Following these is possibly the most disappointing feature on this disc (for me at least,) the 52-minute documentary KieslowskiDialogue , a rather ponderous piece that looks at Kieslowskis career and The Double Life of Veronique, featuring an extensive interview with Kieslowski. Kieslowski does talk about his career which includes his move from documentary work to fiction films, and discusses his style. We also get brief interviews with others about his work and working with him. Unfortunately Im almost positive half of the documentary is made up of clips from the film, and though theyre placed there mostly to point out techniques, the clips go on a long time and become tiring. Its great to get interviews with the director but Id really recommend fast forwarding through parts of it.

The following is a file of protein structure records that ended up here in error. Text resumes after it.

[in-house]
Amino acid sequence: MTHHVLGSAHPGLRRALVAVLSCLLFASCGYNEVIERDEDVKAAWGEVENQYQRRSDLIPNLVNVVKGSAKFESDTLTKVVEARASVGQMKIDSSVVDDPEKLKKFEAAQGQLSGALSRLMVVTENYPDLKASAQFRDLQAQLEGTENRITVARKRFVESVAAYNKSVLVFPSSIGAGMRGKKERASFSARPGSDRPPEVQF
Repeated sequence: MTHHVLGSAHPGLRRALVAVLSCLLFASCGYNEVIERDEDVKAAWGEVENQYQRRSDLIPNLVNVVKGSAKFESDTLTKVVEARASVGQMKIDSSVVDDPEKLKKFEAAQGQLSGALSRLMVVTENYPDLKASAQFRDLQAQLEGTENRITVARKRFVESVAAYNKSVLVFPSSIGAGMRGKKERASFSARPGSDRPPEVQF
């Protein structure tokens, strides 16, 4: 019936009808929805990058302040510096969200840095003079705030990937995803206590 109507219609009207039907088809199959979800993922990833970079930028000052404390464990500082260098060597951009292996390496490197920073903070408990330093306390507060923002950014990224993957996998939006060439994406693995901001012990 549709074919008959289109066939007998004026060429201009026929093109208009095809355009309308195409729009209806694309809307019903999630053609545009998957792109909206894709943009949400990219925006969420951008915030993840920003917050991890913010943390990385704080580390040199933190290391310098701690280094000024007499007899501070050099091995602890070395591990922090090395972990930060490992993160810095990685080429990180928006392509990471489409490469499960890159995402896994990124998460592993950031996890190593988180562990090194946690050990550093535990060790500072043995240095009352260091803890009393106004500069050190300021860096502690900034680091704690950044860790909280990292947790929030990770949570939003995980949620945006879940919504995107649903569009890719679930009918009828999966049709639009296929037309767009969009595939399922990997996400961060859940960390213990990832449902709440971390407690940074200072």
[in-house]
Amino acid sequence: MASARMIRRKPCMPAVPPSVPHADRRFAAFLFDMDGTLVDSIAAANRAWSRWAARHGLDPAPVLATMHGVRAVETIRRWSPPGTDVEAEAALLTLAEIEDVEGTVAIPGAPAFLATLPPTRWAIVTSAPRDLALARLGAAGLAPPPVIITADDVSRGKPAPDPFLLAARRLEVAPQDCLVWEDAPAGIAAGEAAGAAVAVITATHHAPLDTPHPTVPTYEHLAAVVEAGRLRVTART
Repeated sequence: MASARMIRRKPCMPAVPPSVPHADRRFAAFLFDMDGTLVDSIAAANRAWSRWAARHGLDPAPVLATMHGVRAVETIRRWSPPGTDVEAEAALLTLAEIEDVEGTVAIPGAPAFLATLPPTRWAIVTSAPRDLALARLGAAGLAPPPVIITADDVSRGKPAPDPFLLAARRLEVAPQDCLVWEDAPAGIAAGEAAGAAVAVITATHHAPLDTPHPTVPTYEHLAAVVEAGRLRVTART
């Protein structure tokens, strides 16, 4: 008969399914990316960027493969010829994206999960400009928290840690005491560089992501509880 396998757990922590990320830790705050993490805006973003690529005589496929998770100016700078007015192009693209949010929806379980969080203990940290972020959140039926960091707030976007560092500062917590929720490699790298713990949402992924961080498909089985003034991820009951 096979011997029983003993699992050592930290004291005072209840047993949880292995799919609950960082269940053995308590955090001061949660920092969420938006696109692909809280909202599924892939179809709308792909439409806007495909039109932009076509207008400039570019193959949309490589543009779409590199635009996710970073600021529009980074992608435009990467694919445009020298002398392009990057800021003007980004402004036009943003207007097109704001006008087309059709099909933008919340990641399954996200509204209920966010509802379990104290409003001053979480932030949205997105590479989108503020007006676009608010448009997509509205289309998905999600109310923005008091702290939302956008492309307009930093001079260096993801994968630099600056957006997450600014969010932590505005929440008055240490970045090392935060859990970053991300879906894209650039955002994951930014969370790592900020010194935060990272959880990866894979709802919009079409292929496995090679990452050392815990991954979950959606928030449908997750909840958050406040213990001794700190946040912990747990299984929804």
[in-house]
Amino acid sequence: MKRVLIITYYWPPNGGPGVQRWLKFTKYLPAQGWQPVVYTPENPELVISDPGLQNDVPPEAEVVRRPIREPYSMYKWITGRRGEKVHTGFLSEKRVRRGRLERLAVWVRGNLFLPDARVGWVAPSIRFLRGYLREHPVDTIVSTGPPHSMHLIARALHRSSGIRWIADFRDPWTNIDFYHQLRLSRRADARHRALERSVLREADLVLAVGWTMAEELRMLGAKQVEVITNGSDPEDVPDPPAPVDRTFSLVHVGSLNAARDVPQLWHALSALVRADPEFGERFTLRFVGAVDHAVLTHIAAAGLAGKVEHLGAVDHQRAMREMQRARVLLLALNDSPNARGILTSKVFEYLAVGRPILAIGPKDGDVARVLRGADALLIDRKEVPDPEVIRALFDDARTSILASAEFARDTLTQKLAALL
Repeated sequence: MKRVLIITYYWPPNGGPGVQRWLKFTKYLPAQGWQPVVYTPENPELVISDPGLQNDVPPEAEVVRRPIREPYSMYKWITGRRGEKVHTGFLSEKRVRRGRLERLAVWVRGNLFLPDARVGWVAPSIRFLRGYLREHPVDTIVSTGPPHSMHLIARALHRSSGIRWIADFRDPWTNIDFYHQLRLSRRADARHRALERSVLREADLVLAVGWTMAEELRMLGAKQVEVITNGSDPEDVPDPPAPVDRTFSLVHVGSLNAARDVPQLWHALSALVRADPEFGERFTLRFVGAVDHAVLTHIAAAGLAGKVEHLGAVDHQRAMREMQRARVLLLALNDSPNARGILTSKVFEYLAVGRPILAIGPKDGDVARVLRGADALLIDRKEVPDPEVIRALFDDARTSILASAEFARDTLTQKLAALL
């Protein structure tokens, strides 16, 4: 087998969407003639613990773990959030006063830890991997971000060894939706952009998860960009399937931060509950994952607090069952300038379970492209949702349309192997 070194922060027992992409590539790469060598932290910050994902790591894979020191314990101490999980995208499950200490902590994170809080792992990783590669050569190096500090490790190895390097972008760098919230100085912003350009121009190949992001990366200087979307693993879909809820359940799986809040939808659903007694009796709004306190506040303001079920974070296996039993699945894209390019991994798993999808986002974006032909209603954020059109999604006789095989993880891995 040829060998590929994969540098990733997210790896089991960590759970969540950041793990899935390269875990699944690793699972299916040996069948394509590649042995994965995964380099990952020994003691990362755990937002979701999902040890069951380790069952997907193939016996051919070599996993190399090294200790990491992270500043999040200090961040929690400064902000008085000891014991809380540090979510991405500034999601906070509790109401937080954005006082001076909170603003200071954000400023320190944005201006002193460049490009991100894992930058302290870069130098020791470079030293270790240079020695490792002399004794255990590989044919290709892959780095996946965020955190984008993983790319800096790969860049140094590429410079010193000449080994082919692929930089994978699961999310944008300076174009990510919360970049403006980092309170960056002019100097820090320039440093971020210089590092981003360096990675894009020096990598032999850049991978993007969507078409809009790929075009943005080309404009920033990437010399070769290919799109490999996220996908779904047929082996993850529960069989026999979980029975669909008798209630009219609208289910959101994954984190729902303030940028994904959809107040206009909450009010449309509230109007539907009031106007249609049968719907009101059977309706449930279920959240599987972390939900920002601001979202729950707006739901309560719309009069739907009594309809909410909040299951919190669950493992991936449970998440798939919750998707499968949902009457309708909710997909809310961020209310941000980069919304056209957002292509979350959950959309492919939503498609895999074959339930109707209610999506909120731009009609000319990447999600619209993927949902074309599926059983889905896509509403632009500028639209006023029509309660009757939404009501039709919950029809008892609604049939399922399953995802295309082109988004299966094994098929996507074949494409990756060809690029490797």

Much better is the next documentary, the 31-minute 1968-1988: Kieslowski Polish Filmmaker, which looks at Kieslowskis documentary films during this period and political situations that possibly influenced them, leading all the way up to his work in feature fiction films. I enjoyed this one a lot more and felt it offered a better analysis of Kieslowskis film career and work.

After this we get a collection of interviews starting with 24-minute one with cinematographer Slawomir Idziak, who first covers why he got into the film business (at the time it was one of the few careers that allowed you to leave the country), meeting Kieslowski, and then talks a bit about Double Life, shooting it, and expands on some other things mentioned elsewhere on the set (like how Andie MacDowell was the first choice for the main role) and then mentions an idea that was thrown around: to shoot a few different endings that would differ depending on which theater the film was being viewed in (similar to the 80s comedy Clue by the sounds of it.)